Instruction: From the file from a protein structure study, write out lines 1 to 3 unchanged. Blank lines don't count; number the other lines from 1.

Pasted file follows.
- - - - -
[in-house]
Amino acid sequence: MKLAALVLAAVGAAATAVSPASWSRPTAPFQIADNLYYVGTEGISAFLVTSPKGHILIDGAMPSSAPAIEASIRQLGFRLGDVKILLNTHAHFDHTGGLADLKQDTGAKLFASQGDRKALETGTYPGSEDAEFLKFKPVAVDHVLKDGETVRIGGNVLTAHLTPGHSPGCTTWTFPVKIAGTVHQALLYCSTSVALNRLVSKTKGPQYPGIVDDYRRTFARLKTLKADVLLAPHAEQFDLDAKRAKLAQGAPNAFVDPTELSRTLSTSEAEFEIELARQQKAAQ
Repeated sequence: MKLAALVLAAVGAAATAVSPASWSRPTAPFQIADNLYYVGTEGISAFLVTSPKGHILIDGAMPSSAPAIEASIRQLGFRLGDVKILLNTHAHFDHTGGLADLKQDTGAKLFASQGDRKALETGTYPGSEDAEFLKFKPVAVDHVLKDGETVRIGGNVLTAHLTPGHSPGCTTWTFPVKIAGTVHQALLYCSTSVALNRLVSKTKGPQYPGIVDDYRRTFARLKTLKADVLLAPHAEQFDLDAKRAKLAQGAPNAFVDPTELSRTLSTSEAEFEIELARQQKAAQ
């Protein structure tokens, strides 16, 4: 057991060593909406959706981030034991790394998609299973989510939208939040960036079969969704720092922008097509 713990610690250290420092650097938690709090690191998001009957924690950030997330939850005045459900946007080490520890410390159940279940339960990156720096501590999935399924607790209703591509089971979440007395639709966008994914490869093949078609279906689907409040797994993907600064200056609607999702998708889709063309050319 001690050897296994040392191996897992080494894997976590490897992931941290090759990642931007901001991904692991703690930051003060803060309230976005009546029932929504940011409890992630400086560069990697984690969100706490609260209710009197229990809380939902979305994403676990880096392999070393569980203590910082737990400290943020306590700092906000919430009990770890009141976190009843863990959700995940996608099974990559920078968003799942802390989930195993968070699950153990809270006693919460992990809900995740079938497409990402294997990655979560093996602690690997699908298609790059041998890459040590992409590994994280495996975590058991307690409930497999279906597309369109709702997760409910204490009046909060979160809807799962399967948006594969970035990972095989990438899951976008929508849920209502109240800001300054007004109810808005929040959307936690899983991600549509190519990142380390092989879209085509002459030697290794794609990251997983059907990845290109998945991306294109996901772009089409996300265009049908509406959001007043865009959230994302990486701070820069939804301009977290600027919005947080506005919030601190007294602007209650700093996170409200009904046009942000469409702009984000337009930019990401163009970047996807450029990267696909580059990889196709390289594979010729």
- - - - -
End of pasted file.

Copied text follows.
[in-house]
Amino acid sequence: MKLAALVLAAVGAAATAVSPASWSRPTAPFQIADNLYYVGTEGISAFLVTSPKGHILIDGAMPSSAPAIEASIRQLGFRLGDVKILLNTHAHFDHTGGLADLKQDTGAKLFASQGDRKALETGTYPGSEDAEFLKFKPVAVDHVLKDGETVRIGGNVLTAHLTPGHSPGCTTWTFPVKIAGTVHQALLYCSTSVALNRLVSKTKGPQYPGIVDDYRRTFARLKTLKADVLLAPHAEQFDLDAKRAKLAQGAPNAFVDPTELSRTLSTSEAEFEIELARQQKAAQ
Repeated sequence: MKLAALVLAAVGAAATAVSPASWSRPTAPFQIADNLYYVGTEGISAFLVTSPKGHILIDGAMPSSAPAIEASIRQLGFRLGDVKILLNTHAHFDHTGGLADLKQDTGAKLFASQGDRKALETGTYPGSEDAEFLKFKPVAVDHVLKDGETVRIGGNVLTAHLTPGHSPGCTTWTFPVKIAGTVHQALLYCSTSVALNRLVSKTKGPQYPGIVDDYRRTFARLKTLKADVLLAPHAEQFDLDAKRAKLAQGAPNAFVDPTELSRTLSTSEAEFEIELARQQKAAQ